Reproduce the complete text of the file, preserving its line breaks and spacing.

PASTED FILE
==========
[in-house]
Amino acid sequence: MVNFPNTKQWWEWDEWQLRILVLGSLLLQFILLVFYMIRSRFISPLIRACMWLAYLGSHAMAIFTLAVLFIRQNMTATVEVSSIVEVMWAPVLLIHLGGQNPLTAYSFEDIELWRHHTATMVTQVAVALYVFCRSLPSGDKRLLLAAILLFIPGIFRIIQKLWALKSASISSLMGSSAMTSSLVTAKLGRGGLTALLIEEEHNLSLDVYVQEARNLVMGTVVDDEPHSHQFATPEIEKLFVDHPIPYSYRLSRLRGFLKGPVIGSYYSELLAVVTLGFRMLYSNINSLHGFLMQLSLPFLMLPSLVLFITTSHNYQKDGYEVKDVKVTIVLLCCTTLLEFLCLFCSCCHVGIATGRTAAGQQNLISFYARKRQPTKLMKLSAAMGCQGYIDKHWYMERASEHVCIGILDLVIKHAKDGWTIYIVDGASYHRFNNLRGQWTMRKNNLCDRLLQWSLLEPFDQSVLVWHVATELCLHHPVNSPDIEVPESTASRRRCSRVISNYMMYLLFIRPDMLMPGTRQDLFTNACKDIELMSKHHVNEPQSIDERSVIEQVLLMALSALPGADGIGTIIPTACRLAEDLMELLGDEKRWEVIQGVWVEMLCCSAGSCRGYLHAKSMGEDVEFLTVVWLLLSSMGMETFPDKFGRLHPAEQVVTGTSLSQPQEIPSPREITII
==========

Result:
[in-house]
Amino acid sequence: MVNFPNTKQWWEWDEWQLRILVLGSLLLQFILLVFYMIRSRFISPLIRACMWLAYLGSHAMAIFTLAVLFIRQNMTATVEVSSIVEVMWAPVLLIHLGGQNPLTAYSFEDIELWRHHTATMVTQVAVALYVFCRSLPSGDKRLLLAAILLFIPGIFRIIQKLWALKSASISSLMGSSAMTSSLVTAKLGRGGLTALLIEEEHNLSLDVYVQEARNLVMGTVVDDEPHSHQFATPEIEKLFVDHPIPYSYRLSRLRGFLKGPVIGSYYSELLAVVTLGFRMLYSNINSLHGFLMQLSLPFLMLPSLVLFITTSHNYQKDGYEVKDVKVTIVLLCCTTLLEFLCLFCSCCHVGIATGRTAAGQQNLISFYARKRQPTKLMKLSAAMGCQGYIDKHWYMERASEHVCIGILDLVIKHAKDGWTIYIVDGASYHRFNNLRGQWTMRKNNLCDRLLQWSLLEPFDQSVLVWHVATELCLHHPVNSPDIEVPESTASRRRCSRVISNYMMYLLFIRPDMLMPGTRQDLFTNACKDIELMSKHHVNEPQSIDERSVIEQVLLMALSALPGADGIGTIIPTACRLAEDLMELLGDEKRWEVIQGVWVEMLCCSAGSCRGYLHAKSMGEDVEFLTVVWLLLSSMGMETFPDKFGRLHPAEQVVTGTSLSQPQEIPSPREITII